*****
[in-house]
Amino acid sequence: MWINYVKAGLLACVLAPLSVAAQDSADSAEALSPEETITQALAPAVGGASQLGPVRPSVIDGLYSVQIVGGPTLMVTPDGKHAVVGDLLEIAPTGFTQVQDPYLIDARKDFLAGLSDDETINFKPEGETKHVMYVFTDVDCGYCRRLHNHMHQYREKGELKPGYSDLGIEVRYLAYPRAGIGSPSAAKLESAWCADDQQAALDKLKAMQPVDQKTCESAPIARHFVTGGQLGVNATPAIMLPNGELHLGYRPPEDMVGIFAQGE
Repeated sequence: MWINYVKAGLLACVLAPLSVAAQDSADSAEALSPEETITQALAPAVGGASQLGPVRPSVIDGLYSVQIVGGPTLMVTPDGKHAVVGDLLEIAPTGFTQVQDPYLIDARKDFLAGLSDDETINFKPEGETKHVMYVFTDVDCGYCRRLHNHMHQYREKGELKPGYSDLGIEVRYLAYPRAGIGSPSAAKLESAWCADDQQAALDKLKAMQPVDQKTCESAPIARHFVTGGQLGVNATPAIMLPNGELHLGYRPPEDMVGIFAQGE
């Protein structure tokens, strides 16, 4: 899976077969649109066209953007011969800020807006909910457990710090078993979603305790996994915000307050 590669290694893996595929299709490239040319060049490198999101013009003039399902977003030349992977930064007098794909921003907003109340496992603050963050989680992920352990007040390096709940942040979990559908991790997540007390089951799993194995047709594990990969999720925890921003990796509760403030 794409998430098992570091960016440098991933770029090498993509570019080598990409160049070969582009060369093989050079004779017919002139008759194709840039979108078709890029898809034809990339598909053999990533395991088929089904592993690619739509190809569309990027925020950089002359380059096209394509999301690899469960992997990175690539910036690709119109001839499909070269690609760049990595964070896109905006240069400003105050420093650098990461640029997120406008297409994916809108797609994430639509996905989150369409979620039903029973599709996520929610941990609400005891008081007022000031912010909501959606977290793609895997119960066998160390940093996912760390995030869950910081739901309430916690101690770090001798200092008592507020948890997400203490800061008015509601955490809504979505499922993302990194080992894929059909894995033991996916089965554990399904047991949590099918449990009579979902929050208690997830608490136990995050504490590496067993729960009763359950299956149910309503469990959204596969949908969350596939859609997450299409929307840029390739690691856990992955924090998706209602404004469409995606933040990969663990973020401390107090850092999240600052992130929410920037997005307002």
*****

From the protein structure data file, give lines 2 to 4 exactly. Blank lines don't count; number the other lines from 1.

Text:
Amino acid sequence: MWINYVKAGLLACVLAPLSVAAQDSADSAEALSPEETITQALAPAVGGASQLGPVRPSVIDGLYSVQIVGGPTLMVTPDGKHAVVGDLLEIAPTGFTQVQDPYLIDARKDFLAGLSDDETINFKPEGETKHVMYVFTDVDCGYCRRLHNHMHQYREKGELKPGYSDLGIEVRYLAYPRAGIGSPSAAKLESAWCADDQQAALDKLKAMQPVDQKTCESAPIARHFVTGGQLGVNATPAIMLPNGELHLGYRPPEDMVGIFAQGE
Repeated sequence: MWINYVKAGLLACVLAPLSVAAQDSADSAEALSPEETITQALAPAVGGASQLGPVRPSVIDGLYSVQIVGGPTLMVTPDGKHAVVGDLLEIAPTGFTQVQDPYLIDARKDFLAGLSDDETINFKPEGETKHVMYVFTDVDCGYCRRLHNHMHQYREKGELKPGYSDLGIEVRYLAYPRAGIGSPSAAKLESAWCADDQQAALDKLKAMQPVDQKTCESAPIARHFVTGGQLGVNATPAIMLPNGELHLGYRPPEDMVGIFAQGE
């Protein structure tokens, strides 16, 4: 899976077969649109066209953007011969800020807006909910457990710090078993979603305790996994915000307050 590669290694893996595929299709490239040319060049490198999101013009003039399902977003030349992977930064007098794909921003907003109340496992603050963050989680992920352990007040390096709940942040979990559908991790997540007390089951799993194995047709594990990969999720925890921003990796509760403030 794409998430098992570091960016440098991933770029090498993509570019080598990409160049070969582009060369093989050079004779017919002139008759194709840039979108078709890029898809034809990339598909053999990533395991088929089904592993690619739509190809569309990027925020950089002359380059096209394509999301690899469960992997990175690539910036690709119109001839499909070269690609760049990595964070896109905006240069400003105050420093650098990461640029997120406008297409994916809108797609994430639509996905989150369409979620039903029973599709996520929610941990609400005891008081007022000031912010909501959606977290793609895997119960066998160390940093996912760390995030869950910081739901309430916690101690770090001798200092008592507020948890997400203490800061008015509601955490809504979505499922993302990194080992894929059909894995033991996916089965554990399904047991949590099918449990009579979902929050208690997830608490136990995050504490590496067993729960009763359950299956149910309503469990959204596969949908969350596939859609997450299409929307840029390739690691856990992955924090998706209602404004469409995606933040990969663990973020401390107090850092999240600052992130929410920037997005307002």